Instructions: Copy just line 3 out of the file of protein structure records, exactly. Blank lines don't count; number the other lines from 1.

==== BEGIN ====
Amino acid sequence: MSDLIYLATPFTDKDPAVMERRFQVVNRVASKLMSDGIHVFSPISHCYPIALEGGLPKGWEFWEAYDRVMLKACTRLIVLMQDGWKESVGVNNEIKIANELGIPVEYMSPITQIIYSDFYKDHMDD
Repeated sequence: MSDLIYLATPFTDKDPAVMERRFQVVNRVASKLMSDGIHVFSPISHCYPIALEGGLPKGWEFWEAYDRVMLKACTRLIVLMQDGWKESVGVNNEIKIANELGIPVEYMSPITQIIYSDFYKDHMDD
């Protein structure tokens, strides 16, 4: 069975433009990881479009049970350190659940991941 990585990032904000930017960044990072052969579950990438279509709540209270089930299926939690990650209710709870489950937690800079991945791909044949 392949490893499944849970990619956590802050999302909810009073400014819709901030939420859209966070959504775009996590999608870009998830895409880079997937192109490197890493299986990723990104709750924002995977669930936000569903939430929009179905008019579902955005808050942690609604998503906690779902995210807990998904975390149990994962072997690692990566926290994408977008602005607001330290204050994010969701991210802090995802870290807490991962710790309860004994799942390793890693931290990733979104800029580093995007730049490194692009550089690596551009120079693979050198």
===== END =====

């Protein structure tokens, strides 16, 4: 069975433009990881479009049970350190659940991941 990585990032904000930017960044990072052969579950990438279509709540209270089930299926939690990650209710709870489950937690800079991945791909044949 392949490893499944849970990619956590802050999302909810009073400014819709901030939420859209966070959504775009996590999608870009998830895409880079997937192109490197890493299986990723990104709750924002995977669930936000569903939430929009179905008019579902955005808050942690609604998503906690779902995210807990998904975390149990994962072997690692990566926290994408977008602005607001330290204050994010969701991210802090995802870290807490991962710790309860004994799942390793890693931290990733979104800029580093995007730049490194692009550089690596551009120079693979050198």